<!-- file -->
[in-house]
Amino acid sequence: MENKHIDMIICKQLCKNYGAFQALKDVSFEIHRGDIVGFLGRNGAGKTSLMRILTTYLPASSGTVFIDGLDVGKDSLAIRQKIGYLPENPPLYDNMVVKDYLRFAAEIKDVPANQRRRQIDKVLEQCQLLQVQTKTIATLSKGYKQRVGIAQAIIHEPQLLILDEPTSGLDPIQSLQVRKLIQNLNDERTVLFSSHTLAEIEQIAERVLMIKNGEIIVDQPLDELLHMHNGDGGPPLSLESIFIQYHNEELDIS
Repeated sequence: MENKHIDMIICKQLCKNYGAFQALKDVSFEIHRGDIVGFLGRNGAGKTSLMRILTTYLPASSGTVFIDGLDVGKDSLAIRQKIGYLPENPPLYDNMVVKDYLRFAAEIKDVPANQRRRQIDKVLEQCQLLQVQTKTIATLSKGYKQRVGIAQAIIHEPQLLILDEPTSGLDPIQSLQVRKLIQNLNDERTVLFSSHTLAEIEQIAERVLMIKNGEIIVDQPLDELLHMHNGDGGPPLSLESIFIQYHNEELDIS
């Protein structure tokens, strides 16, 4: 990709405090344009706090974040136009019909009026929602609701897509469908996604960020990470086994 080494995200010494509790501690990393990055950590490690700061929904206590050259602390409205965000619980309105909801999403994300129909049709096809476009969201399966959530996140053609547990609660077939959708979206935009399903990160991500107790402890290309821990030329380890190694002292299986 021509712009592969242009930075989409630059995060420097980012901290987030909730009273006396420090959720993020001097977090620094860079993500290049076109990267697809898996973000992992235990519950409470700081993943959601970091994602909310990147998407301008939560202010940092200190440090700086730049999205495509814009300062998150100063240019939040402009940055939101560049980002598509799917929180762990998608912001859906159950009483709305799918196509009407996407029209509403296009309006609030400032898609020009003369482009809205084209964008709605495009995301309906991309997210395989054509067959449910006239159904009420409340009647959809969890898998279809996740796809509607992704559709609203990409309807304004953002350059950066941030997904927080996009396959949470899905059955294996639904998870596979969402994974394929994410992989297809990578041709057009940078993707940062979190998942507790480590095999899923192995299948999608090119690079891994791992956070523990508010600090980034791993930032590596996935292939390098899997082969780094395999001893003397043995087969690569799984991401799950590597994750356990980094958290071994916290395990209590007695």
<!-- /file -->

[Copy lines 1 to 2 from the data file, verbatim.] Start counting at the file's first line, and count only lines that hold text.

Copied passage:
[in-house]
Amino acid sequence: MENKHIDMIICKQLCKNYGAFQALKDVSFEIHRGDIVGFLGRNGAGKTSLMRILTTYLPASSGTVFIDGLDVGKDSLAIRQKIGYLPENPPLYDNMVVKDYLRFAAEIKDVPANQRRRQIDKVLEQCQLLQVQTKTIATLSKGYKQRVGIAQAIIHEPQLLILDEPTSGLDPIQSLQVRKLIQNLNDERTVLFSSHTLAEIEQIAERVLMIKNGEIIVDQPLDELLHMHNGDGGPPLSLESIFIQYHNEELDIS